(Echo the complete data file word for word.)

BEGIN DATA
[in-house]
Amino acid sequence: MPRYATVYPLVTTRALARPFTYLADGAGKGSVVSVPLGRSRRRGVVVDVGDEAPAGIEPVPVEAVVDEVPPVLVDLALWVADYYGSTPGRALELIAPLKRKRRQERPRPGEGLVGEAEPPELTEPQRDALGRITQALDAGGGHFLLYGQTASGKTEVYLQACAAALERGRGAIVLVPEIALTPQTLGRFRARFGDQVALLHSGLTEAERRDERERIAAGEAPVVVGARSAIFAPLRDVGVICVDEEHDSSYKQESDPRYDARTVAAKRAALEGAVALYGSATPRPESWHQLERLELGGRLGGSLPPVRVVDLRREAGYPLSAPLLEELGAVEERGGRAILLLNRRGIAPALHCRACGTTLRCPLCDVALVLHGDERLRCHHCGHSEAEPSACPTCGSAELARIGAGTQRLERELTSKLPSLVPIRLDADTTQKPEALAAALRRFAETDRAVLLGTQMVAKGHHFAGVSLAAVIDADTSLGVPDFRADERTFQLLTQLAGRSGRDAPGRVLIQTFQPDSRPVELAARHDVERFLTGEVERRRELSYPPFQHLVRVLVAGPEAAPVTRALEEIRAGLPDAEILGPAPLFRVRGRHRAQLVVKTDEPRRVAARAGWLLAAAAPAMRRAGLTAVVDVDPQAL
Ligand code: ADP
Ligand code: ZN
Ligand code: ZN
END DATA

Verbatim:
[in-house]
Amino acid sequence: MPRYATVYPLVTTRALARPFTYLADGAGKGSVVSVPLGRSRRRGVVVDVGDEAPAGIEPVPVEAVVDEVPPVLVDLALWVADYYGSTPGRALELIAPLKRKRRQERPRPGEGLVGEAEPPELTEPQRDALGRITQALDAGGGHFLLYGQTASGKTEVYLQACAAALERGRGAIVLVPEIALTPQTLGRFRARFGDQVALLHSGLTEAERRDERERIAAGEAPVVVGARSAIFAPLRDVGVICVDEEHDSSYKQESDPRYDARTVAAKRAALEGAVALYGSATPRPESWHQLERLELGGRLGGSLPPVRVVDLRREAGYPLSAPLLEELGAVEERGGRAILLLNRRGIAPALHCRACGTTLRCPLCDVALVLHGDERLRCHHCGHSEAEPSACPTCGSAELARIGAGTQRLERELTSKLPSLVPIRLDADTTQKPEALAAALRRFAETDRAVLLGTQMVAKGHHFAGVSLAAVIDADTSLGVPDFRADERTFQLLTQLAGRSGRDAPGRVLIQTFQPDSRPVELAARHDVERFLTGEVERRRELSYPPFQHLVRVLVAGPEAAPVTRALEEIRAGLPDAEILGPAPLFRVRGRHRAQLVVKTDEPRRVAARAGWLLAAAAPAMRRAGLTAVVDVDPQAL
Ligand code: ADP
Ligand code: ZN
Ligand code: ZN